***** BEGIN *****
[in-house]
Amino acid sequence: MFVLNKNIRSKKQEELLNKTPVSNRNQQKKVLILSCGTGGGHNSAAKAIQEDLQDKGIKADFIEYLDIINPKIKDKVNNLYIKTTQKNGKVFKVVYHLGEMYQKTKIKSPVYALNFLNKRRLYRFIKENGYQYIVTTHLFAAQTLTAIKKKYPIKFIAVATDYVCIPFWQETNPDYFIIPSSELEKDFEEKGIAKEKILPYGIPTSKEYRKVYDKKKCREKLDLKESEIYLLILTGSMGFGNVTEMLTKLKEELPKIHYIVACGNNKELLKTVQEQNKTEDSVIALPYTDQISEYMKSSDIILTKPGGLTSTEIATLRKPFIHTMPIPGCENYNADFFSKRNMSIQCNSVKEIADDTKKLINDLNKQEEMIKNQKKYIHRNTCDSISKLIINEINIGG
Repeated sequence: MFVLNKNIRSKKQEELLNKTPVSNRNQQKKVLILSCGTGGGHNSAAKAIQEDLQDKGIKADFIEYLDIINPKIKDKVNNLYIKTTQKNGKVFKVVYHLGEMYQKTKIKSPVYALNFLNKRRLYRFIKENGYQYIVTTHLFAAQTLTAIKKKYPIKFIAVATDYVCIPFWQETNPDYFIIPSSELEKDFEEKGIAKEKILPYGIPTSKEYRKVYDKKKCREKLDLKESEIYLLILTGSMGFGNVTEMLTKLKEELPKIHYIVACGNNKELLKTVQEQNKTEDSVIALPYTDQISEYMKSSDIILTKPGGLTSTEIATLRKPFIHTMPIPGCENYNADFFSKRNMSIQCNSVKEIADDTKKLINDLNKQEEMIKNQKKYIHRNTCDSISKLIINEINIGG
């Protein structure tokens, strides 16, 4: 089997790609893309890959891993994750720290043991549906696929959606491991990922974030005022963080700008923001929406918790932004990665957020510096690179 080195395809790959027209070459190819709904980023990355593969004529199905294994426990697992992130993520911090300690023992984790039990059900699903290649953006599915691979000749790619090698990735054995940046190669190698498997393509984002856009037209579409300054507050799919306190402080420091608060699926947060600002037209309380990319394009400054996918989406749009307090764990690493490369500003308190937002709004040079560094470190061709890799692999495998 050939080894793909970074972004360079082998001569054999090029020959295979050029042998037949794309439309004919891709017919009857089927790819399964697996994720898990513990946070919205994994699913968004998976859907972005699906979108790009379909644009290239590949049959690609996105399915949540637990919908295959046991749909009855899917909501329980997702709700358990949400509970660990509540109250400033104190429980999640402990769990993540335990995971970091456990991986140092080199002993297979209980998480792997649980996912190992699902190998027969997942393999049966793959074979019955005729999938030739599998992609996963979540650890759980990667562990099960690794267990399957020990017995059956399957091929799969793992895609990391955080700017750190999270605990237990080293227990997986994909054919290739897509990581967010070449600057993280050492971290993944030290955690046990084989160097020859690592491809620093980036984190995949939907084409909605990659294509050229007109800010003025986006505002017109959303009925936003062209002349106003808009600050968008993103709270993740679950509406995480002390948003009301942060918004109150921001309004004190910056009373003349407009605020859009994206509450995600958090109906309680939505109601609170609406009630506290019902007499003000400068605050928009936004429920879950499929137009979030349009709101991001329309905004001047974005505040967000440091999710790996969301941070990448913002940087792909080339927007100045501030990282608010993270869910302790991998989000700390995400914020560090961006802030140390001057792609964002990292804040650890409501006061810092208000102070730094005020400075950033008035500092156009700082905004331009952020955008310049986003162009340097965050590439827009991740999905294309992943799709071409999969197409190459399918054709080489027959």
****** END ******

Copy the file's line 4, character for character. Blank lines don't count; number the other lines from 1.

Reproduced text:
């Protein structure tokens, strides 16, 4: 089997790609893309890959891993994750720290043991549906696929959606491991990922974030005022963080700008923001929406918790932004990665957020510096690179 080195395809790959027209070459190819709904980023990355593969004529199905294994426990697992992130993520911090300690023992984790039990059900699903290649953006599915691979000749790619090698990735054995940046190669190698498997393509984002856009037209579409300054507050799919306190402080420091608060699926947060600002037209309380990319394009400054996918989406749009307090764990690493490369500003308190937002709004040079560094470190061709890799692999495998 050939080894793909970074972004360079082998001569054999090029020959295979050029042998037949794309439309004919891709017919009857089927790819399964697996994720898990513990946070919205994994699913968004998976859907972005699906979108790009379909644009290239590949049959690609996105399915949540637990919908295959046991749909009855899917909501329980997702709700358990949400509970660990509540109250400033104190429980999640402990769990993540335990995971970091456990991986140092080199002993297979209980998480792997649980996912190992699902190998027969997942393999049966793959074979019955005729999938030739599998992609996963979540650890759980990667562990099960690794267990399957020990017995059956399957091929799969793992895609990391955080700017750190999270605990237990080293227990997986994909054919290739897509990581967010070449600057993280050492971290993944030290955690046990084989160097020859690592491809620093980036984190995949939907084409909605990659294509050229007109800010003025986006505002017109959303009925936003062209002349106003808009600050968008993103709270993740679950509406995480002390948003009301942060918004109150921001309004004190910056009373003349407009605020859009994206509450995600958090109906309680939505109601609170609406009630506290019902007499003000400068605050928009936004429920879950499929137009979030349009709101991001329309905004001047974005505040967000440091999710790996969301941070990448913002940087792909080339927007100045501030990282608010993270869910302790991998989000700390995400914020560090961006802030140390001057792609964002990292804040650890409501006061810092208000102070730094005020400075950033008035500092156009700082905004331009952020955008310049986003162009340097965050590439827009991740999905294309992943799709071409999969197409190459399918054709080489027959």